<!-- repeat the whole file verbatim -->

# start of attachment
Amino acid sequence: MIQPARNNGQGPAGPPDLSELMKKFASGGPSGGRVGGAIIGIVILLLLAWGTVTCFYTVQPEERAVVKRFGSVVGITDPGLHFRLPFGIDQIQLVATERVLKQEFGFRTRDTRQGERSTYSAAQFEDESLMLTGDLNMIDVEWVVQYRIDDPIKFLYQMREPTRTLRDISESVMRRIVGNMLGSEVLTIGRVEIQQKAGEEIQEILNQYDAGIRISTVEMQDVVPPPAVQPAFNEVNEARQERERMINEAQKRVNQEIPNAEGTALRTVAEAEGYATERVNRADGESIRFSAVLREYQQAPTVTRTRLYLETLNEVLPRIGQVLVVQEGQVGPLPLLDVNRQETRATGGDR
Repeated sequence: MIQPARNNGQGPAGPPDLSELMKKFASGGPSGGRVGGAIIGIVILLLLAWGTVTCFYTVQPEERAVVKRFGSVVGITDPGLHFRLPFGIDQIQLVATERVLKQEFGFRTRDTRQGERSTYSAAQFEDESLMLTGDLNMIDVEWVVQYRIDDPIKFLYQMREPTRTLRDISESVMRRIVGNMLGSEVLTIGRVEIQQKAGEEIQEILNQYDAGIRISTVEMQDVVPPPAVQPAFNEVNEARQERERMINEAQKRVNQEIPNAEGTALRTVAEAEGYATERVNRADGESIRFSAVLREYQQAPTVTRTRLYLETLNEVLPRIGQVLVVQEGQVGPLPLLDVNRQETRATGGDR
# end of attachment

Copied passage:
Amino acid sequence: MIQPARNNGQGPAGPPDLSELMKKFASGGPSGGRVGGAIIGIVILLLLAWGTVTCFYTVQPEERAVVKRFGSVVGITDPGLHFRLPFGIDQIQLVATERVLKQEFGFRTRDTRQGERSTYSAAQFEDESLMLTGDLNMIDVEWVVQYRIDDPIKFLYQMREPTRTLRDISESVMRRIVGNMLGSEVLTIGRVEIQQKAGEEIQEILNQYDAGIRISTVEMQDVVPPPAVQPAFNEVNEARQERERMINEAQKRVNQEIPNAEGTALRTVAEAEGYATERVNRADGESIRFSAVLREYQQAPTVTRTRLYLETLNEVLPRIGQVLVVQEGQVGPLPLLDVNRQETRATGGDR
Repeated sequence: MIQPARNNGQGPAGPPDLSELMKKFASGGPSGGRVGGAIIGIVILLLLAWGTVTCFYTVQPEERAVVKRFGSVVGITDPGLHFRLPFGIDQIQLVATERVLKQEFGFRTRDTRQGERSTYSAAQFEDESLMLTGDLNMIDVEWVVQYRIDDPIKFLYQMREPTRTLRDISESVMRRIVGNMLGSEVLTIGRVEIQQKAGEEIQEILNQYDAGIRISTVEMQDVVPPPAVQPAFNEVNEARQERERMINEAQKRVNQEIPNAEGTALRTVAEAEGYATERVNRADGESIRFSAVLREYQQAPTVTRTRLYLETLNEVLPRIGQVLVVQEGQVGPLPLLDVNRQETRATGGDR